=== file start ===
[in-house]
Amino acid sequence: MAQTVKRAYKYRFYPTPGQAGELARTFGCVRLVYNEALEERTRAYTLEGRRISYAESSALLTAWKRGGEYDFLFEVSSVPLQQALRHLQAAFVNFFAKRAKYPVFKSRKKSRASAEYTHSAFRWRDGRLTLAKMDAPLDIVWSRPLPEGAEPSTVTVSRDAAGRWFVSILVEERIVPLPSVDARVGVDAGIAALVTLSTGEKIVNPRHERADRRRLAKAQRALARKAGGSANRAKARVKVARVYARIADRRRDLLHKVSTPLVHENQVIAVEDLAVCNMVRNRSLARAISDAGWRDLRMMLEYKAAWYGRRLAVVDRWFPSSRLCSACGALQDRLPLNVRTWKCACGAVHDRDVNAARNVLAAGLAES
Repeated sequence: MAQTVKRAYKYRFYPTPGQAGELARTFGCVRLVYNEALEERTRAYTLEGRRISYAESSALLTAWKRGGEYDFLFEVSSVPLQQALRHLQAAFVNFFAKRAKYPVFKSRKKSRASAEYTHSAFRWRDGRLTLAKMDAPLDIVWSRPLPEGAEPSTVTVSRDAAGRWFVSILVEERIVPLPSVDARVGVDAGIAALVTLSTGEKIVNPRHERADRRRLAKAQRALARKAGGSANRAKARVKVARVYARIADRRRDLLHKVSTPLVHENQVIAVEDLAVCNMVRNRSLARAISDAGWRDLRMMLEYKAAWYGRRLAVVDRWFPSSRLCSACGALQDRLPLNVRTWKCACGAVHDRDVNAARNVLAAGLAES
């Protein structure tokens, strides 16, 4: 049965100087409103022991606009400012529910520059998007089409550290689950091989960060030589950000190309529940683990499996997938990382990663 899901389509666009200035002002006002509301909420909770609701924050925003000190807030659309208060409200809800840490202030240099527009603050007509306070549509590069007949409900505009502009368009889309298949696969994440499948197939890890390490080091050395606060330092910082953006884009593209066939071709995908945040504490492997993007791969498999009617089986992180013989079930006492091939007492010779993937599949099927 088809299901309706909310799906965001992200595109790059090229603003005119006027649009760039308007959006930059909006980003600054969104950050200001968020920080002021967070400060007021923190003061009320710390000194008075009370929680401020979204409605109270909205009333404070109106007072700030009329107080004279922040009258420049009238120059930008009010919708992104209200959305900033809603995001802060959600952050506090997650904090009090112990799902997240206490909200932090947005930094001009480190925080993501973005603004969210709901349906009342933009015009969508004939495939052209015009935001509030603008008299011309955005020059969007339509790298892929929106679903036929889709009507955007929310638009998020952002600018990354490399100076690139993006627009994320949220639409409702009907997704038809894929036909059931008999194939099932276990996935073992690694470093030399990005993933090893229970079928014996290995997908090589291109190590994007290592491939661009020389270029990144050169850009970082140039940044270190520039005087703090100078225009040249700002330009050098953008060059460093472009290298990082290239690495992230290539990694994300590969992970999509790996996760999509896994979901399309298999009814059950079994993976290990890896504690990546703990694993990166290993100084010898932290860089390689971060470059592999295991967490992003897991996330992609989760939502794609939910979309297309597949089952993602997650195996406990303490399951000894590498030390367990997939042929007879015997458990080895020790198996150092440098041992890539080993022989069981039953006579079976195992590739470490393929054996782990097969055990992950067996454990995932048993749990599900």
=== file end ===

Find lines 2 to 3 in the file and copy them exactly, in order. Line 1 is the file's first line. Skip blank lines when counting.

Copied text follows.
Amino acid sequence: MAQTVKRAYKYRFYPTPGQAGELARTFGCVRLVYNEALEERTRAYTLEGRRISYAESSALLTAWKRGGEYDFLFEVSSVPLQQALRHLQAAFVNFFAKRAKYPVFKSRKKSRASAEYTHSAFRWRDGRLTLAKMDAPLDIVWSRPLPEGAEPSTVTVSRDAAGRWFVSILVEERIVPLPSVDARVGVDAGIAALVTLSTGEKIVNPRHERADRRRLAKAQRALARKAGGSANRAKARVKVARVYARIADRRRDLLHKVSTPLVHENQVIAVEDLAVCNMVRNRSLARAISDAGWRDLRMMLEYKAAWYGRRLAVVDRWFPSSRLCSACGALQDRLPLNVRTWKCACGAVHDRDVNAARNVLAAGLAES
Repeated sequence: MAQTVKRAYKYRFYPTPGQAGELARTFGCVRLVYNEALEERTRAYTLEGRRISYAESSALLTAWKRGGEYDFLFEVSSVPLQQALRHLQAAFVNFFAKRAKYPVFKSRKKSRASAEYTHSAFRWRDGRLTLAKMDAPLDIVWSRPLPEGAEPSTVTVSRDAAGRWFVSILVEERIVPLPSVDARVGVDAGIAALVTLSTGEKIVNPRHERADRRRLAKAQRALARKAGGSANRAKARVKVARVYARIADRRRDLLHKVSTPLVHENQVIAVEDLAVCNMVRNRSLARAISDAGWRDLRMMLEYKAAWYGRRLAVVDRWFPSSRLCSACGALQDRLPLNVRTWKCACGAVHDRDVNAARNVLAAGLAES